|Ahh, the Indonesian porn bill.
||[Mar. 3rd, 2006|08:22 am]
|You Are 84% Open Minded|
You are so open minded that your brain may have fallen out!
Well, not really. But you may be confused on where you stand.
You don't have a judgemental bone in your body, and you're very accepting.
You enjoy the best of every life philosophy, even if you sometimes contradict yourself.
That's right, I kick major open-minded butt. Which means that I win prizes for being so cool and un-judgemental. I'm completely and totally bored in Journalism. Although this makes me laugh.
The naked truth on the misguided pornography bill
Pandaya, The Jakarta Post, Jakarta
If you love sunbathing on Bali's beaches, you better keep your clothes on, unless you want to extend your stay on the island -- in Denpasar prison.
If you want to look sexy in your tank top or bare your belly button while shopping at the mall, think again -- you may end up in jail or bankrupt after having to pay a Rp 200 million (US$21,000) fine.
It's no joke. These things could happen if the controversial pornography bill now being deliberated by the House of Representatives is passed into law without changes.
Inul Daratista, Dewi Persik, Anisa Bahar and other dangdut singers would have to look for other jobs because the dance moves that catapulted them to stardom are considered "suggestive", amounting to "pornography". If they dare to dance, they could be subject to jail terms and hefty fines.
Javanese women have to hang up their kebaya, or blouses, for good because Article 79 of the bill mandates a Rp 200 million fine and a minimal jail term of two years for "showing off sensual parts of the female body", which include thighs, hips, breasts and navel. Imagine how many millions of women in Java, Bali and Sulawesi will be jailed and bankrupted.
What about Papuan women who, by tradition, do not cover their breasts, and Papuan men who hide their penises in sheaths?
The bill, which was submitted to the House in 1992 and only recently dusted off, is laughable. Pornography is loosely defined, provoking protests from artists, the press and more liberal-minded Indonesians. The bill, which in part is meant to protect women from sexual exploitation, ends up demonizing women as the cause of all sexual evils, compelling the state to force them to cover up. Mind you, the definition of "sensual body parts" does not really apply to men!
Any cultural displays and pieces of art judged to be "sensual" will not be tolerated unless displayed in places sanctioned by the government. What to do with the renowned Borobudur Temple, with its sensual reliefs, or the Sukuh fertility temple?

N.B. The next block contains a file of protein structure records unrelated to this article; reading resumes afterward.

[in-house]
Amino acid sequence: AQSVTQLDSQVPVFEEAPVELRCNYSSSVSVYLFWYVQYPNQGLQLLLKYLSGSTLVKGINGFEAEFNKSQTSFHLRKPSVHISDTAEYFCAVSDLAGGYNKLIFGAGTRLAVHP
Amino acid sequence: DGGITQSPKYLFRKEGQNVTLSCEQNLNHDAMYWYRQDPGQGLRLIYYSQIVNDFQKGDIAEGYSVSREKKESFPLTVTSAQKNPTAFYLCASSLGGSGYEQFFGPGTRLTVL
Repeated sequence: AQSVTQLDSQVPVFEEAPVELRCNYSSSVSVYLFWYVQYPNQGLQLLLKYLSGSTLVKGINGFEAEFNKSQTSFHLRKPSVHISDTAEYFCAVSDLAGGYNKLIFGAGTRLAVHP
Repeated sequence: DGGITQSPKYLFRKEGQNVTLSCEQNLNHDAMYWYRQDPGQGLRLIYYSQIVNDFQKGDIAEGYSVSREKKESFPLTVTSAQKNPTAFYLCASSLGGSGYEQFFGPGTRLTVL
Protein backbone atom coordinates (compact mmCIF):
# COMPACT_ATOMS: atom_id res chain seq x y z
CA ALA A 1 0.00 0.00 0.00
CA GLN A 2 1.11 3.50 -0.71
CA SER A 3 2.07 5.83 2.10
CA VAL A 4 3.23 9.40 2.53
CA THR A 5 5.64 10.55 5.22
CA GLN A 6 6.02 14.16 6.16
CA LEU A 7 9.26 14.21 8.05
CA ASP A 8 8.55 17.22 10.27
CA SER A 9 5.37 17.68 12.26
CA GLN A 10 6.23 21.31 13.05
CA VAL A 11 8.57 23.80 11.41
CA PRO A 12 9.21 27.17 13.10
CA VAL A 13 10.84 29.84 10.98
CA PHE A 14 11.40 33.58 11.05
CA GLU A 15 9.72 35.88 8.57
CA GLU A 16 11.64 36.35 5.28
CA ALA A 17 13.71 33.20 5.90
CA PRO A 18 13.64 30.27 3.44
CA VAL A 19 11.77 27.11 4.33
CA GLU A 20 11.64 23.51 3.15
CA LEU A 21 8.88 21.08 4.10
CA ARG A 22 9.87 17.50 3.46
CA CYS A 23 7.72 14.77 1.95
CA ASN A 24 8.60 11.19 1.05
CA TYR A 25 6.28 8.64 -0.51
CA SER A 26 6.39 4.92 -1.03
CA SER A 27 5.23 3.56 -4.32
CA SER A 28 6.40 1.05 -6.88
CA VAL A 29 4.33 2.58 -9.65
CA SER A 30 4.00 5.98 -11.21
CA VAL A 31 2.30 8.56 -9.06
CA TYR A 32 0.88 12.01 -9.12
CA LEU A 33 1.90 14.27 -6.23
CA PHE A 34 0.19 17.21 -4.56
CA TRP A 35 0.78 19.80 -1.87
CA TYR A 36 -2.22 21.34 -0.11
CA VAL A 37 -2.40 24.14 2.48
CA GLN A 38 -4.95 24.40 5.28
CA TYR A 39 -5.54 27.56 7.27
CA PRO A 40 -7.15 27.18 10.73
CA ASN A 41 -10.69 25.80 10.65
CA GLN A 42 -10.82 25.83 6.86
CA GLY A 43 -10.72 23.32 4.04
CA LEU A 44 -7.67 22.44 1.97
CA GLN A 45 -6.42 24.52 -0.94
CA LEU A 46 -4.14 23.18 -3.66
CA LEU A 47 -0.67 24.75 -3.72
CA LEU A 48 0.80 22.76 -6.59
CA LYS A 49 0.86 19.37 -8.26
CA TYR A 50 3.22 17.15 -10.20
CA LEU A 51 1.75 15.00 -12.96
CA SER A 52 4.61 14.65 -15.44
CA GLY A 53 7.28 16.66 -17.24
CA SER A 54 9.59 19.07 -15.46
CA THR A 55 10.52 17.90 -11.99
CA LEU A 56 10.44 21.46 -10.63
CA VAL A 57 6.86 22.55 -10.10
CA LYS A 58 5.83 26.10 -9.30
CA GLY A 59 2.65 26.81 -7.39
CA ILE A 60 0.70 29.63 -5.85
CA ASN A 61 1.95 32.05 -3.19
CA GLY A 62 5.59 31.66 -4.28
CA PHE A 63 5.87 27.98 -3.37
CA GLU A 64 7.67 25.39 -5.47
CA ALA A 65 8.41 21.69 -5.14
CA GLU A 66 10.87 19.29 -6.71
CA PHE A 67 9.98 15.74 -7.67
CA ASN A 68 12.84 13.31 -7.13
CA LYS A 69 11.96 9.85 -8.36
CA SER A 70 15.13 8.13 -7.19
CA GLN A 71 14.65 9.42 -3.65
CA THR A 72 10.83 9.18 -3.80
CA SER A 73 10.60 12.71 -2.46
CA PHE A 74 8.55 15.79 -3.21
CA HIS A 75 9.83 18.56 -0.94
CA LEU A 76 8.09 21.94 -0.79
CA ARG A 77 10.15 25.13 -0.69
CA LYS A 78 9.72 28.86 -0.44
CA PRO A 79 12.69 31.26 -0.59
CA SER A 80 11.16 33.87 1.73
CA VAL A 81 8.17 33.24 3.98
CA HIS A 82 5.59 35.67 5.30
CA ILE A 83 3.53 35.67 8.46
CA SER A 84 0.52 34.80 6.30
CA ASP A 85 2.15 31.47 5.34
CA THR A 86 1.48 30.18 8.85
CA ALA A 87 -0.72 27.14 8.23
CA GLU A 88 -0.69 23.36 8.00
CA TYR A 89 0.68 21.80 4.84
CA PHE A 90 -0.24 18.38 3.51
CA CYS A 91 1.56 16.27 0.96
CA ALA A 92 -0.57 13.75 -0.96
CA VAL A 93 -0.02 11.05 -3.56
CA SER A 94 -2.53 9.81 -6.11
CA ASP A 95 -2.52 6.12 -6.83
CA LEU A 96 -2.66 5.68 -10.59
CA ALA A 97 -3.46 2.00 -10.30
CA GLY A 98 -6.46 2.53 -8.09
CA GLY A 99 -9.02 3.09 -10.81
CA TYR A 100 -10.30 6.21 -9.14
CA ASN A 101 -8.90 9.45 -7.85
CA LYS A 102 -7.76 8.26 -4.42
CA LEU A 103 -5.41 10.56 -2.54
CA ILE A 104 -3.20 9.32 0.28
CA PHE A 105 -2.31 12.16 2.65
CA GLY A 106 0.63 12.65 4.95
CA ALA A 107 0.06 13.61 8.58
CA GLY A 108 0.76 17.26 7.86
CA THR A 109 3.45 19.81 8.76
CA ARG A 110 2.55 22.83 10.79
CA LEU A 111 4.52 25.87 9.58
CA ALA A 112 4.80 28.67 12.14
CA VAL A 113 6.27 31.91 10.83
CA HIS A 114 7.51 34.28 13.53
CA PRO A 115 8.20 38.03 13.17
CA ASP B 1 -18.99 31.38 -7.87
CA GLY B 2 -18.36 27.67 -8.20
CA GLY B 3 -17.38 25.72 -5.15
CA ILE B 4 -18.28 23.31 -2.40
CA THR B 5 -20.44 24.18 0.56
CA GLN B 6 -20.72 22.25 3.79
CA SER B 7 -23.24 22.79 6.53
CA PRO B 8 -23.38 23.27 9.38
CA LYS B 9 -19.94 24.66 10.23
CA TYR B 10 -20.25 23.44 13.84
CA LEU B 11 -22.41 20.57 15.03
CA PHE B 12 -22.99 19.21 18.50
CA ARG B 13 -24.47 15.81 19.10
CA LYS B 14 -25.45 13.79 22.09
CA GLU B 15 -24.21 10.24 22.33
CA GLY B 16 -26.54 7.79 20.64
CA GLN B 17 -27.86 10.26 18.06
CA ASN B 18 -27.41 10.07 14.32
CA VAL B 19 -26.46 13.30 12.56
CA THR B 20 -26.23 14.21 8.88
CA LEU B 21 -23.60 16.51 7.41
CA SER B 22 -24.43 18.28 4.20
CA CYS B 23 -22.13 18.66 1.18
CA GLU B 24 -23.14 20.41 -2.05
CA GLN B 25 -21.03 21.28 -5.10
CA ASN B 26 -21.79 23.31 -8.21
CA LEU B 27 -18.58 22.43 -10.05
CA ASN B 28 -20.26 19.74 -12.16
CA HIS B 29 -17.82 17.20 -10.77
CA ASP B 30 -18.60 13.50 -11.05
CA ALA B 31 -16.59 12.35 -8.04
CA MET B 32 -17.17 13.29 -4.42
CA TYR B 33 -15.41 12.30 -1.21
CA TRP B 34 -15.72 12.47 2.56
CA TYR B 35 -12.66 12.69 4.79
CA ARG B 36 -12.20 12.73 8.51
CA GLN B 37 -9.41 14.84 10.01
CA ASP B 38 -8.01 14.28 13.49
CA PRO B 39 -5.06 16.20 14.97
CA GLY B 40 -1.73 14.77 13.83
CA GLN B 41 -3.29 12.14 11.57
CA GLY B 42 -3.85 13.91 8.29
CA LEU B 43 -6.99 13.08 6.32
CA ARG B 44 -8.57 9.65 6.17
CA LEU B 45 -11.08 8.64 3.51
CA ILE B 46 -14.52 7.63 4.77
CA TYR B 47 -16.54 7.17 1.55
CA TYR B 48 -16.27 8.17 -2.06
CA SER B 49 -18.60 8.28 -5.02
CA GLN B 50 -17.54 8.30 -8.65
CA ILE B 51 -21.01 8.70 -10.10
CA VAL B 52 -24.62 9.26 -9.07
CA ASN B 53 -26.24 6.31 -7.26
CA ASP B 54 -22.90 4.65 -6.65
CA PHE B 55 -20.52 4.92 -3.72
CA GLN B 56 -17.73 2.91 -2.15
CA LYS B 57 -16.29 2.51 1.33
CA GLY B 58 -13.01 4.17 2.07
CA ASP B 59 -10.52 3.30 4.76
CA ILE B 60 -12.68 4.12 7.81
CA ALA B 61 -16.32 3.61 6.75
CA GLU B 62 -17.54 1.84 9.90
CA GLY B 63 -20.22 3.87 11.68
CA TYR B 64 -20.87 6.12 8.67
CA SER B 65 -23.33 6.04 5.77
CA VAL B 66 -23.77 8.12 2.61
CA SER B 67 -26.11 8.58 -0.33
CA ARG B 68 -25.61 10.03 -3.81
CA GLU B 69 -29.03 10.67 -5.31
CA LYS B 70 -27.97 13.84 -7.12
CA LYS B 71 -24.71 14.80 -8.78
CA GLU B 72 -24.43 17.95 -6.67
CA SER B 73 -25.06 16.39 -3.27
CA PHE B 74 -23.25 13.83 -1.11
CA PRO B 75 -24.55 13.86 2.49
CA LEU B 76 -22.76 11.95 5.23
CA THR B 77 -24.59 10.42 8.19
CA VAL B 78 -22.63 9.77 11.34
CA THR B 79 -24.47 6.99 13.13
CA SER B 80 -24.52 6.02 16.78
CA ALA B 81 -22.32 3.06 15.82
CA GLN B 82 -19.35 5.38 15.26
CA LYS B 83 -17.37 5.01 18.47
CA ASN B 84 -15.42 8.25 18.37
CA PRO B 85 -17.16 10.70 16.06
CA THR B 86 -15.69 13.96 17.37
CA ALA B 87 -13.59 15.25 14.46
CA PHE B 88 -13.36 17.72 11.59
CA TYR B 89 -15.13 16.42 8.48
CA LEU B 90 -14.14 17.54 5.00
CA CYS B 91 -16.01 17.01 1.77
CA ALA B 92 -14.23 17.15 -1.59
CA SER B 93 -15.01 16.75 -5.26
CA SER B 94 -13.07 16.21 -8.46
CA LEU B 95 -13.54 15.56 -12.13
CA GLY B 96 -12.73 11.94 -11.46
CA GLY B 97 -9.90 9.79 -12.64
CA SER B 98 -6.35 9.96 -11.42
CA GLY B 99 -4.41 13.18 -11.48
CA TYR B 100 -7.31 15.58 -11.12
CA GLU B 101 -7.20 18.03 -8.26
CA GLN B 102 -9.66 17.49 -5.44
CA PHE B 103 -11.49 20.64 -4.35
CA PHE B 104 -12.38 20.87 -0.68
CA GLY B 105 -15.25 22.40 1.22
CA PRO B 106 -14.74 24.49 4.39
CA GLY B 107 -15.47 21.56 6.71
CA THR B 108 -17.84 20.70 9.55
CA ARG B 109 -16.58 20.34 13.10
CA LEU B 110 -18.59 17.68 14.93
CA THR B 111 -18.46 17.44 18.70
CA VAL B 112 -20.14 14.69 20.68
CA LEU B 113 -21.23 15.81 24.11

Writers who make up romantic stories and artists who draw nudes would soon be working out of prison after being jailed for disseminating pornography. Sitcom star Anjasmara, model Isabel Yahya, art curator Jim Supangkat, actor Agus Suwage and photographer Davy Linggar have already run afoul of the law for doing their jobs. They were named suspects over the display of "sensual" photographs at an exhibition in Jakarta after the Islam Defenders Front (FPI) filed a complaint.
The comedy continued with police raiding newsstands and VCD kiosks for "pornographic" materials.
Bali, the Hindu enclave whose lifeline is tourism, opposes the bill because of the effect it could have on tourism. They imagine ubiquitous moral police scaring away casually dressed holidaymakers from beaches, pubs and malls. A recent conference in the provincial capital Denpasar, which brought together Balinese from different professional backgrounds, agreed to file a petition demanding the bill be scrapped.
On the other side, many Muslim groups, represented by such organizations as the Indonesian Ulema Council (MUI), the FPI and the Islamic Forum (FUI), believe an anti-indecency law is necessary to lift the country from the gutter of moral decay.
The MUI, set up during Soeharto's New Order regime to represent the interests of Muslims, went as far as giving lawmakers until June to finish the draft law, warning that Muslims would "take action" if the legislators failed to complete the law by the deadline.
The fierce opposition of the Balinese to the bill and the MUI's threat give credence to the fear the pornography bill will only widen the divide in the multicultural and multireligious Indonesia.
Never has a bill so divided our diverse society along cultural, religious and political lines as the one on pornography. The pressure tactics of certain groups, such as the ultimatum from the MUI, only exacerbate fears of open conflict.
Legislators deliberating the bill have tried to appease opponents by offering "exceptions"; for instance, allowing "erotic" artworks to be displayed, but only in venues sanctioned by the government, or offering looser interpretations of sensuality in areas where local tradition calls for it. But it is difficult to imagine a law with so many exceptions.
The pornography bill is a delicate issue and unless pornography is properly defined, the lawmakers will ultimately fail to improve the nation's moral standards. What they will do is worsen conflicts among citizens.
Many of the issues addressed in the bill are already covered by existing laws and the Criminal Code. The truth is that pornography, like many other social ills, is rampant because the laws are not properly enforced as corruption reigns supreme. The distribution and sale of "erotic" materials are not regulated. Raunchy tabloids are not stopped by the Press Law.
With the country campaigning to combat corruption, it would seem the bill on the protection of whistle-blowers is more urgent than the porn bill.